Faculty & Staff

Terry Kawashima, PhD

Department Chair, Professor of Asian Studies, College of Liberal Arts


Areas of Expertise

Heian and medieval Japanese literature and culture


PhD, Harvard University

Professional Publications & Contributions

Additional Information

Terry Kawashima earned her B.A. from Cornell University in Asian Studies and Art History, an M.A. from Harvard University in Regional Studies – East Asia, and a PhD from Harvard University in premodern Japanese literature from the Department of East Asian Languages and Civilizations.  She specializes in literature and culture of the Heian and medieval periods in Japan (800-1500), with a particular interest in how texts envision and contribute to the construction of authority, legitimacy, and power in social, political, religious, and gendered arenas.  She is the author of two books (links above): Writing Margins: The Textual Construction of Gender in Heian and Kamakura Japan, about gendered discourses of marginalization in poetry and prose, and Itineraries of Power: Texts and Traversals in Heian and Medieval Japan, about narrative strategies of movement, such as representations of exile and divine travel.  She is currently working on a project on tropes of rebirth in premodern and modern Japan; her recent article, “Transmigration and Metaphor in Hamamatsu Chūnagon monogatari,” is part of this project.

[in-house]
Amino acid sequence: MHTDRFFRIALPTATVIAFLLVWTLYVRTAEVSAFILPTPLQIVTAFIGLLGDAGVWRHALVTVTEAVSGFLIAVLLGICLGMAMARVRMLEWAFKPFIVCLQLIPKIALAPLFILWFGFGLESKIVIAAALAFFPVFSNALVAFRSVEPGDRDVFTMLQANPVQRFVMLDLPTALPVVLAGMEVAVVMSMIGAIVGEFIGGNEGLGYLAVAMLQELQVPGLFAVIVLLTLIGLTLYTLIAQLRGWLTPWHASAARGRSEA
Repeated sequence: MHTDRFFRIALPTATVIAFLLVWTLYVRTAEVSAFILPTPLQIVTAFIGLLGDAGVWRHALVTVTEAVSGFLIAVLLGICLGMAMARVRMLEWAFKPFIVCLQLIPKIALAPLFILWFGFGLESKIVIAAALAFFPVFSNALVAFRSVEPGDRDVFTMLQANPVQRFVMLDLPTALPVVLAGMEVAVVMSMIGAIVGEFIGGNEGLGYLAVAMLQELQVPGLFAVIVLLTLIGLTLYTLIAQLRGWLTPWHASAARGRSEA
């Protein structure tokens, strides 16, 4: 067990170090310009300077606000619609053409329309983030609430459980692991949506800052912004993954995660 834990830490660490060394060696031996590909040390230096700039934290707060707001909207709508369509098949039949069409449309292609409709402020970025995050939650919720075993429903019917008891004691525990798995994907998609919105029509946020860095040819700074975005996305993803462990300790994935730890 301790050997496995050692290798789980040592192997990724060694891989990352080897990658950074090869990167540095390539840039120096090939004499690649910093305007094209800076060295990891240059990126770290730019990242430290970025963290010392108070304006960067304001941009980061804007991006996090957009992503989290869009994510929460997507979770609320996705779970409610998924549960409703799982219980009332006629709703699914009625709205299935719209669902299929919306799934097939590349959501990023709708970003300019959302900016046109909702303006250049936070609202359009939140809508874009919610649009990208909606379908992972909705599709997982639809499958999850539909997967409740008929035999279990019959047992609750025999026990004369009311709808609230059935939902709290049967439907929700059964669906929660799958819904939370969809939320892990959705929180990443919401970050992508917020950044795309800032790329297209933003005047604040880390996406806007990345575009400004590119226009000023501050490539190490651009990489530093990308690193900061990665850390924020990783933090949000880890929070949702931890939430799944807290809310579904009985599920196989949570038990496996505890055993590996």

Professor Kawashima teaches a range of interdisciplinary, comparative courses on Asian cultures, including ASIAN/MDNLNG 265L (Icons of East Asia: Stereotypes, gender, and cultural history from “geisha girls” to “martial masters”), ASIAN/MDNLNG 155L (Great Books of East Asia: Classics of Love and War), ASIAN/MDNLNG 488L (The Idea of Asia), and ASIAN/MDNLNG 366L (Re-made in Asia: Tellings and Re-tellings from The Buddha to Godzilla).  She also teaches Japan-specific courses, such as JAPAN/ASIAN 252L (Premodern Japanese Culture) and ASIAN/RELSTY 234L (Religion and Culture in Japan).

Since arriving at UMass Boston, she has served as Director of the Asian Studies Program, and then as Chair of the Asian Studies Department.